Sigrid Jakob is a community scientist based in Brooklyn, New York. She currently serves as the president of the New York Mycological Society and as board member of the Fungal Diversity Survey (FunDiS), where she's also active as a sequence validator. She co-founded the FunDiS Rare 20 conservation challenge as well as a fungi-focused community program for Brooklyn's Green-Wood Cemetery, a first for a public green space in the US. Sigrid has been extracting fungal DNA in her home lab since 2019 and has led many workshops in DNA sequencing. Her favorite fungi are Inocybe and fungi growing on dung.  She is also the current president of the NYMS.

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Myco-Consortium talk May 6: Cathie Aime

As part of the MST's membership in the Myco-Consortium series of Zoom talks, MST members are invited to join the presentation on Friday, May 6th at 7pm ET:

Illuminating the Dark Fungi

A talk by Cathie Aime
Friday May 6th, 7pm ET

Conservative estimates put the number of extant fungal species at 1.5 – 5.1 million, of which < 10% have been described. One of the many questions that has been generated from these estimates is where are the “missing”, or dark, fungi. The majority of fungal data, including species estimates, are based on studies of macrofungal diversity in temperate regions. The main focus of work in my lab is to discover and characterize biodiversity (species, genetic, and functional) of fungi from un- and underexplored habitats and lineages—especially the early diverging microfungi of the Basidiomycota from tropical regions. We combine exploratory field research with traditional and modern tools (ranging from physiological profiling to comparative genomics) to accomplish this. This has included, for example, the establishment of two long-term (20+ years) field studies in remote regions of the Guiana Shield and the Congo River Basin; development of tools for utilizing herbarium specimens for phylogenomic studies and for working with fastidious microfungi; and providing the first available genomic resources for nine classes of fungi. Results of this work have improved understanding at all levels of fungal biodiversity including the discovery and description of new higher rank lineages; discovery of new niches and ecological roles; and characterization of specific adaptive traits that appear to have driven success, in terms of species richness of lineages, and in terms of epidemic potential in phytopathogens. Finally, we have shown that the most widely used culture-dependent and culture-independent methods may fail to detect some fungal lineages, which will require development of novel approaches before illumination of global diversity in toto is achieved.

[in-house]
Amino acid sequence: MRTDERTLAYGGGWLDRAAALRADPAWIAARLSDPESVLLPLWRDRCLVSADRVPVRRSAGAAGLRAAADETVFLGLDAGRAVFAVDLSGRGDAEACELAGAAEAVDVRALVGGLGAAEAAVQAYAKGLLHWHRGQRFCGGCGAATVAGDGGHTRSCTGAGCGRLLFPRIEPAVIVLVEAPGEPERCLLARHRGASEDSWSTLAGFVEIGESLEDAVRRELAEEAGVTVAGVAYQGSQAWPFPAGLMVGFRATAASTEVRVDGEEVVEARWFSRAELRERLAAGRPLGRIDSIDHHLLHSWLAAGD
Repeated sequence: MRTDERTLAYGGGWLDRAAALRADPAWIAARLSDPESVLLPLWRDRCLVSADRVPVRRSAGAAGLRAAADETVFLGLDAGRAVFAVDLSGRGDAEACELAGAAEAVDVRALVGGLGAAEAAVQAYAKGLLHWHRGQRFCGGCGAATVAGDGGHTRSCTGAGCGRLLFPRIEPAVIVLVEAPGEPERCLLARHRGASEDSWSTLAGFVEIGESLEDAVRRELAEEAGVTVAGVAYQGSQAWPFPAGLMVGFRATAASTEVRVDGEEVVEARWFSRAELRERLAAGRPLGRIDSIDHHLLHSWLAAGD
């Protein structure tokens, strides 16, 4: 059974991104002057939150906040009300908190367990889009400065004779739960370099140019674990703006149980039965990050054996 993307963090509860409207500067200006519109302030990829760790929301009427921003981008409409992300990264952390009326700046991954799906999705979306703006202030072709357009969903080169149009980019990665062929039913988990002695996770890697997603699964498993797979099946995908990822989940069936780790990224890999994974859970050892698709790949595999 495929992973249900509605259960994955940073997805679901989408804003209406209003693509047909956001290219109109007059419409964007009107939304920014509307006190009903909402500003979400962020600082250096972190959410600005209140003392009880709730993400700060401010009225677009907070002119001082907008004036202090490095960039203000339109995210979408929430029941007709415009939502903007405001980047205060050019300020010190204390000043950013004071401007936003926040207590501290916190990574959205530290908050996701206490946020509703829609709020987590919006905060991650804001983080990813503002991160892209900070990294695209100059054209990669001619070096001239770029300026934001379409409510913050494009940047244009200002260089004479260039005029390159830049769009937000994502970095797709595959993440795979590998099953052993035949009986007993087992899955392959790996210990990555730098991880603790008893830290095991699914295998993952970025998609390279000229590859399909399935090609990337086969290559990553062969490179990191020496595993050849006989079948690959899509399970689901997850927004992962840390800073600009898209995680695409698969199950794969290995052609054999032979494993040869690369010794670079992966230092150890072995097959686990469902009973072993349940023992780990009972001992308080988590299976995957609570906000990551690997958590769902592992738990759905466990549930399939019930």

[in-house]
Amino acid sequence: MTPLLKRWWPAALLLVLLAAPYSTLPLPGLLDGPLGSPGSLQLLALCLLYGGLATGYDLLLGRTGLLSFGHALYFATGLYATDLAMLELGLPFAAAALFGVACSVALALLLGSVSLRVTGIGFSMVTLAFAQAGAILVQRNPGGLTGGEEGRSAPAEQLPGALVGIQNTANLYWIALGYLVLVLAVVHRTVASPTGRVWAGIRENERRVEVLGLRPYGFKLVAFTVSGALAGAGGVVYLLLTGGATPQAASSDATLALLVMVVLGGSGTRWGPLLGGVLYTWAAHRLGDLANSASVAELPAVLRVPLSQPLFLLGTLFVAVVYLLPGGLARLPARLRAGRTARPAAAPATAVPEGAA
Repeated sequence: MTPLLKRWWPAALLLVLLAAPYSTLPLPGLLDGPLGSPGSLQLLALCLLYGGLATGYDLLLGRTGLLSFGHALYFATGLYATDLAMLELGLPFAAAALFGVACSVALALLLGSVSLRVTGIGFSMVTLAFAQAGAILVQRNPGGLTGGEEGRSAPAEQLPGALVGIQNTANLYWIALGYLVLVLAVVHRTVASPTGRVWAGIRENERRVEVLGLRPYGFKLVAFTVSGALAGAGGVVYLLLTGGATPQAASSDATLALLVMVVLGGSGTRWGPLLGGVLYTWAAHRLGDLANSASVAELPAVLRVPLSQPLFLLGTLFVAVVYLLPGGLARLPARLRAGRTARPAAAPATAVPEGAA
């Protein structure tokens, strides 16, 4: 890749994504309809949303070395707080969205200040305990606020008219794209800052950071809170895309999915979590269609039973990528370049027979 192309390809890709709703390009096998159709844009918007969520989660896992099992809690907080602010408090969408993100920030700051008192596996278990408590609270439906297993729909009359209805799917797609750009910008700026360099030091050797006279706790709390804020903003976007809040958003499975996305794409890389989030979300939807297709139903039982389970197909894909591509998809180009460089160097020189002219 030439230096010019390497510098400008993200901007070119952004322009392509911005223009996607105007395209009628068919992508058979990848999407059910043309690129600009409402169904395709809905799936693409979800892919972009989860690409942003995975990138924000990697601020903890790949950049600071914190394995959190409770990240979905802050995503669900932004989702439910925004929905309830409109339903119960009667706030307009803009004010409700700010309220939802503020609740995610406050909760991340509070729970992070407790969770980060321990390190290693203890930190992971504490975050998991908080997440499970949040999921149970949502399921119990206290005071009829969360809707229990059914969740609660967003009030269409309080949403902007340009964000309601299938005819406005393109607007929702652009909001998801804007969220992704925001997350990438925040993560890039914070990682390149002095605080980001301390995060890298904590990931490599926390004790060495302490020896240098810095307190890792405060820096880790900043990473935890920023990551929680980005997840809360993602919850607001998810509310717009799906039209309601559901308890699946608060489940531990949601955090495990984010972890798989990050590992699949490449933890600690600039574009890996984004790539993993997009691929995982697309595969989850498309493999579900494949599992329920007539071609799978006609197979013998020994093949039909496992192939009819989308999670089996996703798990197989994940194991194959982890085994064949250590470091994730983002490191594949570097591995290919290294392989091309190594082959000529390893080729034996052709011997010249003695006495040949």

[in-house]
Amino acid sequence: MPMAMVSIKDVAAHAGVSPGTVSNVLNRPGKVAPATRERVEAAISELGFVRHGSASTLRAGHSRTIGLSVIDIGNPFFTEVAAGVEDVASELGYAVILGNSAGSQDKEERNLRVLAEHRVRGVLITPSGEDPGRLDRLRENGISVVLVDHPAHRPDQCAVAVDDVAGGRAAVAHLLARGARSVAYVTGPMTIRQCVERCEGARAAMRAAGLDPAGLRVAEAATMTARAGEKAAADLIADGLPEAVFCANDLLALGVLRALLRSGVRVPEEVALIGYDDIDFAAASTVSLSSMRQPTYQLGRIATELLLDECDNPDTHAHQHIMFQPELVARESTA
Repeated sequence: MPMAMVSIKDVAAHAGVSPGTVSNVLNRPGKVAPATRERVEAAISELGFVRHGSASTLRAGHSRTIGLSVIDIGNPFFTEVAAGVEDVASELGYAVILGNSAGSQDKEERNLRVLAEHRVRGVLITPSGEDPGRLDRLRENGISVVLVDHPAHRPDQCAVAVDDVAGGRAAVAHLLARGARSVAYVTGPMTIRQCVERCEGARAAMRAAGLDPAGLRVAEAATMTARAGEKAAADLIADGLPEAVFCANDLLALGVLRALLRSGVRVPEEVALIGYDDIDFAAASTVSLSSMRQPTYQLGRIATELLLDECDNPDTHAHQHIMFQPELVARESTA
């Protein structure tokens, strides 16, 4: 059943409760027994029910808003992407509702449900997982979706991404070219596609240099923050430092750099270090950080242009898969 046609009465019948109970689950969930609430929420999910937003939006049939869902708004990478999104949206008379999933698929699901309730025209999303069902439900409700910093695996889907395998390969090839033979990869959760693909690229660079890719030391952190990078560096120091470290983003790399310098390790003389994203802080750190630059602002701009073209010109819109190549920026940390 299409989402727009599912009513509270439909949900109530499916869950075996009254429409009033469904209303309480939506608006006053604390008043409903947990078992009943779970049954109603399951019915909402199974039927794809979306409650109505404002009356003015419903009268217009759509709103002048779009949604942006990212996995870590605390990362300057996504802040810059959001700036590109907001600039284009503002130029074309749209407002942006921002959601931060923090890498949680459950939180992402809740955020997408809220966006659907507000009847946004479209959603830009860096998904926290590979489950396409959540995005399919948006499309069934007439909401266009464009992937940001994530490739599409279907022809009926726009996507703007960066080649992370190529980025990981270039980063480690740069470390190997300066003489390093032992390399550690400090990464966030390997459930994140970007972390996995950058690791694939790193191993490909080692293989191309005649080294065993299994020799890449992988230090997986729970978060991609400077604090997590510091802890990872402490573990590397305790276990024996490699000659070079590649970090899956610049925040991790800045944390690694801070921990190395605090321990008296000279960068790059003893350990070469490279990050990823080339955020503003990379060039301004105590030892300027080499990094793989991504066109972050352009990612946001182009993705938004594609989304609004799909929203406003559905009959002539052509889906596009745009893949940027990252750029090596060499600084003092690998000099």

About Cathie Aime

Cathie Aime is Professor of Mycology at Purdue University and Director of the Purdue Herbaria. Her lab conducts research on the systematics, biodiversity, and evolution of Fungi focusing on: 1) the earliest diverging lineages of Basidiomycota (Pucciniomycotina, Ustilaginomycotina, and Wallemiomycetes); 2) rust fungi; 3) fungi in tropical ecosystems; and 4) fungal diseases of tropical tree crops. Dr. Aime has won numerous awards including the departmental awards for Outstanding Graduate Advisor/Mentor and for Outstanding Teacher, as well as having been a Favorite Faculty Nominee. On the research side, she’s won The GMA Food Safety Award from the International Association for Food Protection, and is a Fellow of the Mycological Society of America and the Linnean Society of London. Her publications are too numerous to list (or count).